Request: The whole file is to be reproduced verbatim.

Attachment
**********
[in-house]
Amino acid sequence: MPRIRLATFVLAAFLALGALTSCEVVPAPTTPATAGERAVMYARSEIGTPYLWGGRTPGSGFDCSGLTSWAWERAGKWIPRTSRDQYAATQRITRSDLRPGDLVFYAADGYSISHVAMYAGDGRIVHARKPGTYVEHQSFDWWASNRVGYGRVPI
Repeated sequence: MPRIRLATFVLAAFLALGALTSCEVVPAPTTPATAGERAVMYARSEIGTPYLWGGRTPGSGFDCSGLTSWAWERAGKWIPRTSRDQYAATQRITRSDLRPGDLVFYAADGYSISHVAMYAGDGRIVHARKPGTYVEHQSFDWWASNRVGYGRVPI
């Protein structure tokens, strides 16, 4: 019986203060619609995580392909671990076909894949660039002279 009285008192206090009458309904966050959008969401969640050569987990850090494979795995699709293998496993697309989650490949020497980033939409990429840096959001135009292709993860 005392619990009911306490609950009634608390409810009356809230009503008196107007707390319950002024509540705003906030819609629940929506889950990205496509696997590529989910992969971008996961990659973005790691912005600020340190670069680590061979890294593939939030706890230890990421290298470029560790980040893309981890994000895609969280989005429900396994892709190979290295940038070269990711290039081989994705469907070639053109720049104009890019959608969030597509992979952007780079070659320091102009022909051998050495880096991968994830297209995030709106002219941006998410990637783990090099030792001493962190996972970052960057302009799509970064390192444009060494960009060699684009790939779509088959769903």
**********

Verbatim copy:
[in-house]
Amino acid sequence: MPRIRLATFVLAAFLALGALTSCEVVPAPTTPATAGERAVMYARSEIGTPYLWGGRTPGSGFDCSGLTSWAWERAGKWIPRTSRDQYAATQRITRSDLRPGDLVFYAADGYSISHVAMYAGDGRIVHARKPGTYVEHQSFDWWASNRVGYGRVPI
Repeated sequence: MPRIRLATFVLAAFLALGALTSCEVVPAPTTPATAGERAVMYARSEIGTPYLWGGRTPGSGFDCSGLTSWAWERAGKWIPRTSRDQYAATQRITRSDLRPGDLVFYAADGYSISHVAMYAGDGRIVHARKPGTYVEHQSFDWWASNRVGYGRVPI
């Protein structure tokens, strides 16, 4: 019986203060619609995580392909671990076909894949660039002279 009285008192206090009458309904966050959008969401969640050569987990850090494979795995699709293998496993697309989650490949020497980033939409990429840096959001135009292709993860 005392619990009911306490609950009634608390409810009356809230009503008196107007707390319950002024509540705003906030819609629940929506889950990205496509696997590529989910992969971008996961990659973005790691912005600020340190670069680590061979890294593939939030706890230890990421290298470029560790980040893309981890994000895609969280989005429900396994892709190979290295940038070269990711290039081989994705469907070639053109720049104009890019959608969030597509992979952007780079070659320091102009022909051998050495880096991968994830297209995030709106002219941006998410990637783990090099030792001493962190996972970052960057302009799509970064390192444009060494960009060699684009790939779509088959769903």